Legislative Process and Advanced Practice Nursing

Legislative Process and Advanced Practice Nursing

As the first healthcare provider a patient will see in any typical situation, a nurse serves a critical role in the US Healthcare Delivery System. The legislative process provides the foundation and all the tools that a Nurse Practitioner will be able to utilize during the delivery of his/her service. Currently, conditions that nurses must practice under may not be optimal for both the Nurse and/or the patient, with respect to delivery and receipt of healthcare. However, nurses are increasing the role they play in the legislative process and the full implementation of the Affordable Care Act is likely to improve healthcare delivery. Legislative Process and Advanced Practice Nursing

The US Health Care Delivery System is governed by federal and state legislation. Subsequently, the careers and practices of nursing professionals are impacted arguably to the same extent, as any stakeholder (i.e. Patient, Medical Doctor, Nurse), through any applicable changes in legislation. The nursing community must therefore ensure that they are represented during the shaping of any and all legislation. From an advanced practice perspective it appears that the Nursing body is extremely influential and ensures that the interests of Nurses are always considered during the legislative process for any applicable Healthcare related law (Barclay, 2012).


Impact of Legislative Process and Representation of Nurses
The most pressing issues that normally impact nurses are cost constraints and access to the patient, in an appropriate quality care setting (Barclay, 2012). Nurses must therefore deal with choosing to utilize the little tools they have to try to administer care to the patient, or to actively shape the change in the healthcare system itself.

Members of the Nursing community may be represented in the Advanced Practice of Registered Nurses (APRN), as one prominent collation. This organization believes strongly in the contribution that nurses have for improving healthcare series (Smith, et.al, 2012). Additionally, this group may lobby government agencies on behalf of issues that include; Interstate Nurse Licensure, Mandatory Overtime, Staffing, Safe Patient Handling, State, Insurance Exchanges, Title Protection, and Workplace Violence. Furthermore, Nurse State Legislators and Administrative Leaders will represent the interests of nurse practitioners in the form of state and/or federal congressmen/women and senators (Smith et. al, 2012). With respect to nurses, the ultimate goal of the APRN is to remove unnecessary practice restrictions in order to ensure Nurses can practice anywhere in the US, to the full extent of their license (Barclay, 2012). Legislative Process and Advanced Practice Nursing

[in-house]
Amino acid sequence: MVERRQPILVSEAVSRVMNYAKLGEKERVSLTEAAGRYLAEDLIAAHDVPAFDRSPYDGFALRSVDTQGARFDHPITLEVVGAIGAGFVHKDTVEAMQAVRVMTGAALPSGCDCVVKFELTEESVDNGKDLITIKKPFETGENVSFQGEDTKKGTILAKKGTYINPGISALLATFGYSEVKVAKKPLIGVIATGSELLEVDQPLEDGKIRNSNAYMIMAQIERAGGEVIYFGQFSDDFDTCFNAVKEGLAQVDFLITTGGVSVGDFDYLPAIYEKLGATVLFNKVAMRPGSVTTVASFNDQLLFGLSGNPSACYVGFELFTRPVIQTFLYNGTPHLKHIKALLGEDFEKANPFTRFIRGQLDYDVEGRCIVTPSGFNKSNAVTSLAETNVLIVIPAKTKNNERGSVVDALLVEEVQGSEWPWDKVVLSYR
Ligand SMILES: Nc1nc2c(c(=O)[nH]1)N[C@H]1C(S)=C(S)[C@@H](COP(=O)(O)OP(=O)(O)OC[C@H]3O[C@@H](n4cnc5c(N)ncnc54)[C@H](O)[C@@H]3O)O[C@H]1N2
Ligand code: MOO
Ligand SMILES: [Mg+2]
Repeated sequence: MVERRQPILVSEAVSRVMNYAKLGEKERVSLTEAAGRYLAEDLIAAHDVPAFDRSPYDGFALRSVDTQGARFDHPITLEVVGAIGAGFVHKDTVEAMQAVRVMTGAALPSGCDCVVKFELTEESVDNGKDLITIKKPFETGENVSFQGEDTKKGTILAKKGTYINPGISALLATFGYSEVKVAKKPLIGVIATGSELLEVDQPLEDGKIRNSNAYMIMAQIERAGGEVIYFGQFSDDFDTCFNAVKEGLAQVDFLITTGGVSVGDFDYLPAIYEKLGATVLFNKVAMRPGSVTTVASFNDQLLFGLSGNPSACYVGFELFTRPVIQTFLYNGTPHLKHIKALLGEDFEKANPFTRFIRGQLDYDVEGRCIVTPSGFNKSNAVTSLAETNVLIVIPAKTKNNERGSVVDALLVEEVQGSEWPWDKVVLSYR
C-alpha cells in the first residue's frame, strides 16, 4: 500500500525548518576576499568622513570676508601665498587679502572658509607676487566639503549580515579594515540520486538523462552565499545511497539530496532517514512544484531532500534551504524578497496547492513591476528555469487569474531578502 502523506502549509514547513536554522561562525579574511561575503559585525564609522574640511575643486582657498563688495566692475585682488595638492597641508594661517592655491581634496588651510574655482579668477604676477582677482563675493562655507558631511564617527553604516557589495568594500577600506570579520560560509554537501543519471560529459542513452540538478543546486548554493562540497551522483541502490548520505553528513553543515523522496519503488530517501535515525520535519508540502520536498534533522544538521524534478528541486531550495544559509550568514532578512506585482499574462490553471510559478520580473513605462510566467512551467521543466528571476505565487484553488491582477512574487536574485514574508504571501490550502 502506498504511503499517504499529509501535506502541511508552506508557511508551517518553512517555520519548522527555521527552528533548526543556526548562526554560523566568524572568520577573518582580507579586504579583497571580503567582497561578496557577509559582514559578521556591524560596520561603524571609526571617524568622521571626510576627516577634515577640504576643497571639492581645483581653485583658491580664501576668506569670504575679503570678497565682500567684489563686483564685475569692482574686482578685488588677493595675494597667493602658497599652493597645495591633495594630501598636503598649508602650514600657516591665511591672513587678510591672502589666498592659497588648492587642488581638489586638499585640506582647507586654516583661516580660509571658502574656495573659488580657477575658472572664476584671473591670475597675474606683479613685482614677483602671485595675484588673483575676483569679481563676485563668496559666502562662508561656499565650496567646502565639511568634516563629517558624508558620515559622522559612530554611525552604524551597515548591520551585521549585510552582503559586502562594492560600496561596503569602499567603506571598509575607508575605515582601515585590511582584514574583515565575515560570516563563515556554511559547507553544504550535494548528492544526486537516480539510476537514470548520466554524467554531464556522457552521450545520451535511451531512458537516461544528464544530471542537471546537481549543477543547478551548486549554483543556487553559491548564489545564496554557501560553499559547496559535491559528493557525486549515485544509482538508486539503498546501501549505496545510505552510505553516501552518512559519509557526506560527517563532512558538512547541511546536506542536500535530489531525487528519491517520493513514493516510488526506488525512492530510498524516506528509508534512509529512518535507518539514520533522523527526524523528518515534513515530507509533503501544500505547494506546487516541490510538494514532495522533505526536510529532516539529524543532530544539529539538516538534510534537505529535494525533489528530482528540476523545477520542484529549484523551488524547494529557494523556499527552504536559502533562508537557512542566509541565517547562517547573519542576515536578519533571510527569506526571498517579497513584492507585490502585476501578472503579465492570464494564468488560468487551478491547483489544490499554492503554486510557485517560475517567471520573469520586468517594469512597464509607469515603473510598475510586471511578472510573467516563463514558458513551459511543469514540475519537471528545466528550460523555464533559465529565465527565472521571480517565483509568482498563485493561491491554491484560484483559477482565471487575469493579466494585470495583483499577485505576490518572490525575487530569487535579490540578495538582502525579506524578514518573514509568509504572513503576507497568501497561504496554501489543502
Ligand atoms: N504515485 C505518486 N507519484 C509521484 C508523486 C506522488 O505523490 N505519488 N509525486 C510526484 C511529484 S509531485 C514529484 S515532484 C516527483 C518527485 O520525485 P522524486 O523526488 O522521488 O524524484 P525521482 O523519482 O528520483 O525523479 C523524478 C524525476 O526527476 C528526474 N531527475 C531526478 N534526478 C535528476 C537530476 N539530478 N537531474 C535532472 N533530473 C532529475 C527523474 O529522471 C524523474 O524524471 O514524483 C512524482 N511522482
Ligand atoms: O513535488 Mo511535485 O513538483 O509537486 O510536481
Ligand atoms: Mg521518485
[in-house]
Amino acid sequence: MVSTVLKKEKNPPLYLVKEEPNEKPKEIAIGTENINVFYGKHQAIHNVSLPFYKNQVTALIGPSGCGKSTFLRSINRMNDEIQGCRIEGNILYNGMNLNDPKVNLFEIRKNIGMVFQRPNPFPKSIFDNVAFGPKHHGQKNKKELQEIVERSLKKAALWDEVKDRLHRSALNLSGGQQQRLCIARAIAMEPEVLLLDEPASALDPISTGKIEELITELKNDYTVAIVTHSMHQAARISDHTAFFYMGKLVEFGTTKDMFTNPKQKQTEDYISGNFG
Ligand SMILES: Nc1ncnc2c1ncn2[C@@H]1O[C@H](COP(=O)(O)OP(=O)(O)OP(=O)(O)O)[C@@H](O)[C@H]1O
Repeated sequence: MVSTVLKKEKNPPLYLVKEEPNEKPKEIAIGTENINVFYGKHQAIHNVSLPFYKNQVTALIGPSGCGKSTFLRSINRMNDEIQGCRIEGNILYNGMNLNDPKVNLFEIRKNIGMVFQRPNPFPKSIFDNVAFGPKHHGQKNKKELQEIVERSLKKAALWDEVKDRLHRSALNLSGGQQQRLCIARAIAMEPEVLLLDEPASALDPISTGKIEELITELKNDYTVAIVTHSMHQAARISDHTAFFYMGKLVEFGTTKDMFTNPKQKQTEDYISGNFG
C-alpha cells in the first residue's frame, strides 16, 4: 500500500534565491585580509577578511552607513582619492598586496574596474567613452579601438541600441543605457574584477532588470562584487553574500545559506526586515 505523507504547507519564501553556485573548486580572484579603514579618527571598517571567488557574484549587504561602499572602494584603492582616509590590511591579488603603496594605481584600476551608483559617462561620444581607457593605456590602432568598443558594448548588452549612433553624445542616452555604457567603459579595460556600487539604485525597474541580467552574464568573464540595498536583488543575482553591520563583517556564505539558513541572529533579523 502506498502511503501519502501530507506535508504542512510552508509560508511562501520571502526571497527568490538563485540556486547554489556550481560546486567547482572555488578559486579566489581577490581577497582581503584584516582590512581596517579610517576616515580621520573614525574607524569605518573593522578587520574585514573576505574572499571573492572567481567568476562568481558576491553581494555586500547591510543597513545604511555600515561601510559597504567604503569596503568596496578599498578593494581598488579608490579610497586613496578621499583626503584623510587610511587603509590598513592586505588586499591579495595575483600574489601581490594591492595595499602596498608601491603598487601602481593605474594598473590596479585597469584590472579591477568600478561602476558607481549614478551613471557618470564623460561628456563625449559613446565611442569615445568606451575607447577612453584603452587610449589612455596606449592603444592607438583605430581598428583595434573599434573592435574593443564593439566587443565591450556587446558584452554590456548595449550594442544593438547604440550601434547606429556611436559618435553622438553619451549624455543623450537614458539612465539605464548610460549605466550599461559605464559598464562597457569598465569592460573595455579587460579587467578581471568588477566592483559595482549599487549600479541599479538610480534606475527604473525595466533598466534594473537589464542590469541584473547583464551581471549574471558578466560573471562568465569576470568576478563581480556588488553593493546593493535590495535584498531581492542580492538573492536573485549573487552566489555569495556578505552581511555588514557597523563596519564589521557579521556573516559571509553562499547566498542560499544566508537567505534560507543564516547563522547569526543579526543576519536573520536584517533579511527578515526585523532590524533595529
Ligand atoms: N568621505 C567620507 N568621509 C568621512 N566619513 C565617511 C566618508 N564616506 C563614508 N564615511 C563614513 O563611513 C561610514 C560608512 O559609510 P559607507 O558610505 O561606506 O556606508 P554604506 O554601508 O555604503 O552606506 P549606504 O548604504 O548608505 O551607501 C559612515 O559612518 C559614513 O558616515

In conclusion, legislation directly affects the ability of a nurse to deliver adequate care to the patient. Therefore, many nursing representative bodies seek further healthcare reform. The goal of these representative bodies is to ensure that the nurse will have all the necessary funding, staff, and additional adequate resource to deliver quality care to all patients. At this point in time it appears that the nurse does not have all the necessary tools to deliver the best primary care, and must therefore strive to help shape all healthcare related policies. However, much of the recent reforms enacted by the Affordable Care Act have not been implemented and therefore it will be interesting to see how the nurse’s role is impacted, upon full implementation. Legislative Process and Advanced Practice Nursing